cloud environments. In fact, the only way to achieve it is to run your
own cloud. Your compute, network and storage must all be virtualized
and/or distributed to achieve the necessary visibility and malleability.
It is this visibility and malleability that remove the asymmetry between
offense and defense. More on that in a minute. 

What we see of the cloud is a service view. Underneath is obviously real
hardware, software layers, control-plane services etc. Somebody has to
worry about the security of this stuff too. If you deploy your own
private cloud to achieve the visibility and malleability of your
application and service assets, you are responsible for the security of
the underlying hardware, software and control plane. However, Amazon and
Google are amongst a very small set of organizations that have quietly
hired a majority of the best security people in the world and focused
them on securing the hardware, software and control-plane services that
make up their data centers and the cloud. Want to know who employs,
either directly or through contract, the best virtualization security
people? Yup. Security and hardware designers to build security
coprocessors? Indeed. Firmware integrity verification? Yes. Secure SDN
hardware and software? This is getting boring, and you get the point.
How many Xen vulnerabilities have their been? How many of those affected
EC2? It is a subset, largely because AWS knows Xen deeply and makes good
choices that restrict attack surface. Such expertise and resourcing
extends through the entire cloud substrate, and just as importantly, the
operational processes used to manage and secure. Chances are very good
that the expertise and resourcing applied to the security of everyone
else's data centers and infrastructure don't come anywhere close. This
is essentially the security corollary to the 0.01% wealthiest.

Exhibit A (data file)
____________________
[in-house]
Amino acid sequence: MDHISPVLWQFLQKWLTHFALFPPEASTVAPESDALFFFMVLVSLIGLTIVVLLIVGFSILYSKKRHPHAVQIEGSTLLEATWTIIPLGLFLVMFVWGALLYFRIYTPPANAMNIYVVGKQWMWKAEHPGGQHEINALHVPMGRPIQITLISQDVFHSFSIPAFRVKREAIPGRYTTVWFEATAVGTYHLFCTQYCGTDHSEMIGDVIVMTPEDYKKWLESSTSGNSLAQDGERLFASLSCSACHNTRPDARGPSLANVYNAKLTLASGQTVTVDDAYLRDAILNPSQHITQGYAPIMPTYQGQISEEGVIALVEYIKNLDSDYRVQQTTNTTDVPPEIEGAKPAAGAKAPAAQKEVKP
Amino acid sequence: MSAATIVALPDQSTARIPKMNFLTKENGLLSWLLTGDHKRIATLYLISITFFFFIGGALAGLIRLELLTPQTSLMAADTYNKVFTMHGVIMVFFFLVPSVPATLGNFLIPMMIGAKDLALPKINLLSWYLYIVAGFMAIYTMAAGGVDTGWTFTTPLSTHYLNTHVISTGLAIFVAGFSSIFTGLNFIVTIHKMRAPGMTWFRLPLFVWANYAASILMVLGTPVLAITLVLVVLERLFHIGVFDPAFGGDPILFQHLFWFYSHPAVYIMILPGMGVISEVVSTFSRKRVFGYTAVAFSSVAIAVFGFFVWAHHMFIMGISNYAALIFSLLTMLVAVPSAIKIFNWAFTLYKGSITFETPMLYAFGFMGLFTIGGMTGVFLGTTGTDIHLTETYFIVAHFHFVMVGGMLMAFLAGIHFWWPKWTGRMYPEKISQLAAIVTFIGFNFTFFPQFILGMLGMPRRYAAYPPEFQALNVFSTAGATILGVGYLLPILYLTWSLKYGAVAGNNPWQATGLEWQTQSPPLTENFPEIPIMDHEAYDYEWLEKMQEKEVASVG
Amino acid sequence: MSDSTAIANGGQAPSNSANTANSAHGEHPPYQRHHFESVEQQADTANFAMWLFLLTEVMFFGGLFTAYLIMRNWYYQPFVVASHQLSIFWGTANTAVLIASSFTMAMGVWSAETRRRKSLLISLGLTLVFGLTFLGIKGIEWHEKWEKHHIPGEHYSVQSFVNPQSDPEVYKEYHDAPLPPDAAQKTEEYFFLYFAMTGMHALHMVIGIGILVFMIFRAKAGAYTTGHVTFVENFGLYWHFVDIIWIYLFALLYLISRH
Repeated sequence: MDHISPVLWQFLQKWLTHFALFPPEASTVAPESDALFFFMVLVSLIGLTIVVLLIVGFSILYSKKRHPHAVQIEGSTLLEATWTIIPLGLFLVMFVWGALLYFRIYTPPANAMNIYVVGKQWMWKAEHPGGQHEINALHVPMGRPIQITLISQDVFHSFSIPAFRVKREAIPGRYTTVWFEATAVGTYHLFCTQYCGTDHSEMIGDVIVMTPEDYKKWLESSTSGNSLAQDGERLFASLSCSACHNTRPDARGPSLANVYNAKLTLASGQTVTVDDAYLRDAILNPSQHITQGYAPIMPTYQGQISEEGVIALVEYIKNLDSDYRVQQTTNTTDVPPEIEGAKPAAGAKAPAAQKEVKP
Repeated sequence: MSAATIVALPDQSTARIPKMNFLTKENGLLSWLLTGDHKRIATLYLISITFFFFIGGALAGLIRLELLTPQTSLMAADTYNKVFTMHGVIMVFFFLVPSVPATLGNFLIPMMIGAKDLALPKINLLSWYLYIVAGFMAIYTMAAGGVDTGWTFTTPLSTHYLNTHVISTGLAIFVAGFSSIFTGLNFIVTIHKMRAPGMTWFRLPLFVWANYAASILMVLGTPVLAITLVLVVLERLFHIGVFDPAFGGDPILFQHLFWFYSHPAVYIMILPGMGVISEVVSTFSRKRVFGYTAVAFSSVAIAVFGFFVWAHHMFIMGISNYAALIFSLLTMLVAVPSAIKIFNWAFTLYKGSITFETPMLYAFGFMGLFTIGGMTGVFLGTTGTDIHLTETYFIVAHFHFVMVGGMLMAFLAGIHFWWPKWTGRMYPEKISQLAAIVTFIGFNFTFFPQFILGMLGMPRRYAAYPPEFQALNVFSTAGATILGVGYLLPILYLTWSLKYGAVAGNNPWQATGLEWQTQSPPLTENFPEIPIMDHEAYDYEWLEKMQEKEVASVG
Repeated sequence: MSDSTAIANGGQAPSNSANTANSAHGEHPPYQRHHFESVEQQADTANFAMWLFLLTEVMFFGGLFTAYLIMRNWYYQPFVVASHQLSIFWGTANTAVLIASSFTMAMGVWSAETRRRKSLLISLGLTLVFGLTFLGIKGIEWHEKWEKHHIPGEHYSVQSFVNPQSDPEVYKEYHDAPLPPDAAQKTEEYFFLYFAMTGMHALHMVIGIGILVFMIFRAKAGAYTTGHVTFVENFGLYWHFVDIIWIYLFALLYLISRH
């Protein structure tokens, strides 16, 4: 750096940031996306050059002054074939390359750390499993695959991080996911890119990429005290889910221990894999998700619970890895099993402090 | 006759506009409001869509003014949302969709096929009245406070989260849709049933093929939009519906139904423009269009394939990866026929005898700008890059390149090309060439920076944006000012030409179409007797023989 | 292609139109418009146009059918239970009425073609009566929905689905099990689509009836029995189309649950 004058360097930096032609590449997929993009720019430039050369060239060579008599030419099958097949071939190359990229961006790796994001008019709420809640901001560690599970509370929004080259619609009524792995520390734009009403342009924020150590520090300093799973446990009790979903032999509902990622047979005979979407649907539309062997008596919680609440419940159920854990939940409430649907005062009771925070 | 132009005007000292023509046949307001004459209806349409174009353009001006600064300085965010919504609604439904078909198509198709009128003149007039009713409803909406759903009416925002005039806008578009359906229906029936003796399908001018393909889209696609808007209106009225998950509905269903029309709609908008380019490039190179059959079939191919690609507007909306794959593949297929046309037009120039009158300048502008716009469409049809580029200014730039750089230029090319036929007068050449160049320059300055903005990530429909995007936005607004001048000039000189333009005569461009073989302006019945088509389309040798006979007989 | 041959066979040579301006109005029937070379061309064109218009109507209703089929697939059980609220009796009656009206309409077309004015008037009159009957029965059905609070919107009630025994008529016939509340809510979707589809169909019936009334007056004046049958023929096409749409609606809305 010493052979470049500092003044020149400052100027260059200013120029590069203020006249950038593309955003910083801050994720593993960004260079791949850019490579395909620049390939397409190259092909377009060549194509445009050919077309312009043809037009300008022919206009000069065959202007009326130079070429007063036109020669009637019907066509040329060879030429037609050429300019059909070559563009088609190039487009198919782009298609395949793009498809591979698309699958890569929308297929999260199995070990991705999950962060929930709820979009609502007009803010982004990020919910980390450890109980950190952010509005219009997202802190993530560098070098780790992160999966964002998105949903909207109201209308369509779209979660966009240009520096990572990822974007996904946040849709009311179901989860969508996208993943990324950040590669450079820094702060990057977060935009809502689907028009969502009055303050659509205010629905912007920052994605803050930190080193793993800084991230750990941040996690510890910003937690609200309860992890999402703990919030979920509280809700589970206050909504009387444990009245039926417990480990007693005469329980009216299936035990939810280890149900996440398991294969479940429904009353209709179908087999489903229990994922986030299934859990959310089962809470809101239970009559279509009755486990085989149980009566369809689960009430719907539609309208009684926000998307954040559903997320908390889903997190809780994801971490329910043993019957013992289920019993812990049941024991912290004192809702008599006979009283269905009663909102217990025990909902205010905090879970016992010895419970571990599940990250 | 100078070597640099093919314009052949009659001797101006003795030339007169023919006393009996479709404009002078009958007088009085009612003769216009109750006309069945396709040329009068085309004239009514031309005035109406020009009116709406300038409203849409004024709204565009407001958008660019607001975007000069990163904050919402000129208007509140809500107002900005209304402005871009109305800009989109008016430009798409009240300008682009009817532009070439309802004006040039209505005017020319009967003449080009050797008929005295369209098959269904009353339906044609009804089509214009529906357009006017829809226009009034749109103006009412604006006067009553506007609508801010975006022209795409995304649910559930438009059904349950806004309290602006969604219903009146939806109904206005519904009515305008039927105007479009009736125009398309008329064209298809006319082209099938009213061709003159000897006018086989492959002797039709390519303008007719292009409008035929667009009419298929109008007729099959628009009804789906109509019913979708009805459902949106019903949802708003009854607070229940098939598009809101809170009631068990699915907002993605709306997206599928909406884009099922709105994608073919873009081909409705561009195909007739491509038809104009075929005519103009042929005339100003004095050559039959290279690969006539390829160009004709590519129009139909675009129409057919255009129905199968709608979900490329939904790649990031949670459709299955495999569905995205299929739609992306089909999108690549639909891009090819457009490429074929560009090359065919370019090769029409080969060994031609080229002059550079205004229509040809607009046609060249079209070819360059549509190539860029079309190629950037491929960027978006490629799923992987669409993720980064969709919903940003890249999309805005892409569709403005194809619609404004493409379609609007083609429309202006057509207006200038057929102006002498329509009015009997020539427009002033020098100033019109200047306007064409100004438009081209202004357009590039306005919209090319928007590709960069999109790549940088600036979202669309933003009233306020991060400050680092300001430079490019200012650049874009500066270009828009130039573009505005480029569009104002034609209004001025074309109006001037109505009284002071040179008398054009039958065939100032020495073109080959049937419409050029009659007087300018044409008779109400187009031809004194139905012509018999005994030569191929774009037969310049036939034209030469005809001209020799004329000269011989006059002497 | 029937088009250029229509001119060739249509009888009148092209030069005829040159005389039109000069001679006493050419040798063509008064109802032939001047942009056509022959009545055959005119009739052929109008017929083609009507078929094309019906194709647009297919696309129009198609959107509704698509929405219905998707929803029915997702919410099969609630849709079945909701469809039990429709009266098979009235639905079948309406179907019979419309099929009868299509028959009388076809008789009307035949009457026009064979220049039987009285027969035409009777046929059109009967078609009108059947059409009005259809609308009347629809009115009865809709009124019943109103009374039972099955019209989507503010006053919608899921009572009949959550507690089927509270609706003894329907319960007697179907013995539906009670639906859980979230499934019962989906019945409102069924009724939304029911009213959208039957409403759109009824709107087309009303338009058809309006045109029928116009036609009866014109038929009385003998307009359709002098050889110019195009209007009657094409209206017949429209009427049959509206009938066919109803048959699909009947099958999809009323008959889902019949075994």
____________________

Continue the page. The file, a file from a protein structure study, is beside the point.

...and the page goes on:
We all know there will be vulnerabilities in hardware, in ring -N to 3,
in control planes, in operating systems, and in applications. From the
offense side, the questions are whether the attack surface is reachable,
if exploitation is possible given the operating conditions, and if
post-exploitation actions can reach targets and are visible. From the
defense side, the questions are whether we have visibility into the
state and behavior of our assets and if we can manipulate a sufficient
set of controls to prevent or degrade the adversary's impact. Much of
the asymmetry attributed to offense actually stems from defense's lack
of asset visibility, understanding of attack trees, and ability to apply
and manipulate security controls. At a theoretic level, I dare say there
is nothing inherently asymmetric about offense. The asymmetry is only in
practice, and the cloud can change the defender's practices. If
defenders leverage the visibility provided by the cloud, they can go as
far as applying automated reasoning and automated changes to security
controls to defeat adversaries. I would yield that offense still has an
OODA loop speed advantage if defense is always reactionary. If you can
execute action on objectives in my log collection latency...but said
visibility, automated reasoning and automated control changes can be
used by defenders asynchronously. Defenders can enumerate attack paths
manually or automatically and reason about control changes that would
mitigate an attack path. Defenders can hypothesize the application of
known tactics and techniques to determine outcome and make changes
accordingly. Defenders can manipulate their environment to confuse or
deceive adversaries. All these things can be done when you have
programmatic visibility and malleability over your environment and
synchronously or asynchronously. Attackers have inverse and proportional
work items. 

The cloud frees defenders from attacker asymmetry...in theory and in
practice for some. Make yourself one of the some. 

Very interesting & thank you, there's a bunch of items there I didn't
even think of...